Burglarm Southampton "Burglarm Southampton" burglar alarm, Winchester • And finally, to see out 2012, one of my all-time favourite monograms, which I have been waiting two long years to feature – the eccentrically-titled Burglarm, whose monogram inexplicably features an S-shaped serpent struggling out of a letter "B". I suppose it stands for Burglarm Southampton, and since it's not a town noted for snake infestations, the slithering fellow must represent a burglar. Anyway, Burglarm are no more: founded in 1968, they were taken over in 2006 by the rather grand Berkeley Guard, who maintain a nice page of Burglarm history here. • Spotted: Town centre, Winchester, Hampshire, SO23, England, 2010 • Politics: In the Conservative constituency of Winchester
“Burglarm”, Winchester: eccentric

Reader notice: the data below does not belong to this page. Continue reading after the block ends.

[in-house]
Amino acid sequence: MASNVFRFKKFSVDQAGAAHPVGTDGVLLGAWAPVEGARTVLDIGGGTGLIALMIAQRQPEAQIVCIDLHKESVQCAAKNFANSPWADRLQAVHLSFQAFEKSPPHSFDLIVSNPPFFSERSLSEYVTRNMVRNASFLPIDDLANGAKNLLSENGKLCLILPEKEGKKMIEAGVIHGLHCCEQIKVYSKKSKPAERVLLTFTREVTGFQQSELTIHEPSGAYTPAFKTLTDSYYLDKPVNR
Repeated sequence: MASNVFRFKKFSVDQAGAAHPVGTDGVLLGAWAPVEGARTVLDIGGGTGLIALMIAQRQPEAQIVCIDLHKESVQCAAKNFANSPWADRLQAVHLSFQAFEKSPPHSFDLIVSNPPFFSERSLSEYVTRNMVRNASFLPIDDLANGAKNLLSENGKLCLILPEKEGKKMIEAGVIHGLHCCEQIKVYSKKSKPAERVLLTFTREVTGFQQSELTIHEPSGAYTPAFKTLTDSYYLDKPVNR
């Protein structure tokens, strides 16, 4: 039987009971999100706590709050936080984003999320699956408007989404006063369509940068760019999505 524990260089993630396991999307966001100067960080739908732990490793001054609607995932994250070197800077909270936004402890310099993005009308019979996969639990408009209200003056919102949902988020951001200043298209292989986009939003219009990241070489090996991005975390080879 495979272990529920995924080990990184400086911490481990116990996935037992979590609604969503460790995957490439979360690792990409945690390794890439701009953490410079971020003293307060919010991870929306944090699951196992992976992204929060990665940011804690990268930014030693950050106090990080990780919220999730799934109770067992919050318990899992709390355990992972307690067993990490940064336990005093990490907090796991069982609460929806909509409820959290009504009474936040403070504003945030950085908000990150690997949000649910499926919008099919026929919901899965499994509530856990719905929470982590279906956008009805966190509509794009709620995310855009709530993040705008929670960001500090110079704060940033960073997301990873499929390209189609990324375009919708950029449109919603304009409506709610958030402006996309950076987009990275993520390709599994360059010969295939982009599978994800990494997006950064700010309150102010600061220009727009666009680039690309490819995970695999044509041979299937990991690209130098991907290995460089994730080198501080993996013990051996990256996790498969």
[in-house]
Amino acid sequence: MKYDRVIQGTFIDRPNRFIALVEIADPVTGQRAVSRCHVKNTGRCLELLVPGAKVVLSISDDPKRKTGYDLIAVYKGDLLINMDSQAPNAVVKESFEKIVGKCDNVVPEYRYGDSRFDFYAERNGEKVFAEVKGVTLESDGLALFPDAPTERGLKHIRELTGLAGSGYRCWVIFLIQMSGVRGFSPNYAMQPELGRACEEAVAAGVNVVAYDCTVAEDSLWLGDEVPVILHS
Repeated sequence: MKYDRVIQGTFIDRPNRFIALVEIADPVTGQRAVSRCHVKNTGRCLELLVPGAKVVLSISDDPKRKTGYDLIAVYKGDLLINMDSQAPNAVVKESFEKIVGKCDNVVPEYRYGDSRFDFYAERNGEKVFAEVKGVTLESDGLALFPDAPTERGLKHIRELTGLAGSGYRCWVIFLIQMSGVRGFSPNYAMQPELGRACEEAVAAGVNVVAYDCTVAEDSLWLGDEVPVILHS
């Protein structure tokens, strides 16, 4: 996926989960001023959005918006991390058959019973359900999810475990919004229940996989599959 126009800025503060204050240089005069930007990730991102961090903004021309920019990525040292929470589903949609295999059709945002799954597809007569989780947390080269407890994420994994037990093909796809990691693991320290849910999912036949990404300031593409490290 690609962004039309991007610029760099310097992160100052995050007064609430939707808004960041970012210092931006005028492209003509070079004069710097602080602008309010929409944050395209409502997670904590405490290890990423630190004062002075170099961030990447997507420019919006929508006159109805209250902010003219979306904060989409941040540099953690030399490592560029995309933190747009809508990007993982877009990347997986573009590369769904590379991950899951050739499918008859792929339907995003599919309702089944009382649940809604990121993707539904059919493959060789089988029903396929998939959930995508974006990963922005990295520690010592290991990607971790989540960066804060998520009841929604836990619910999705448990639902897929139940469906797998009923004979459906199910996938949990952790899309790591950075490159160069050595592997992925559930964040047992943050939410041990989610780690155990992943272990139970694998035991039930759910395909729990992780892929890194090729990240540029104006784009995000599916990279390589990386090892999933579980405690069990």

“So Secure”, Greenwich: handbag-worthy

So Secure "So Secure" burglar alarm, Greenwich • I love this beautiful double S monogram, which is so sophisticatedly retro in its black-and-olive curvyness that it wouldn't look out of place on an Orla Kiely handbag. (That's a compliment, chaps.) However, perhaps not the most legible - it wasn't till I found a version with the website on that I realised the green circle meant it said "SoSecure". Until then I'd always read it as "SSecure", putting it in the rather large "SS" logo category (in the Security Services, rather than Nazi sense). Whereas in fact it kind of says SOS. Very clever. • Spotted: Herbert Road, Greenwich, London, SE18, England, 2004 • Politics: In the Labour constituency of Greenwich and Woolwich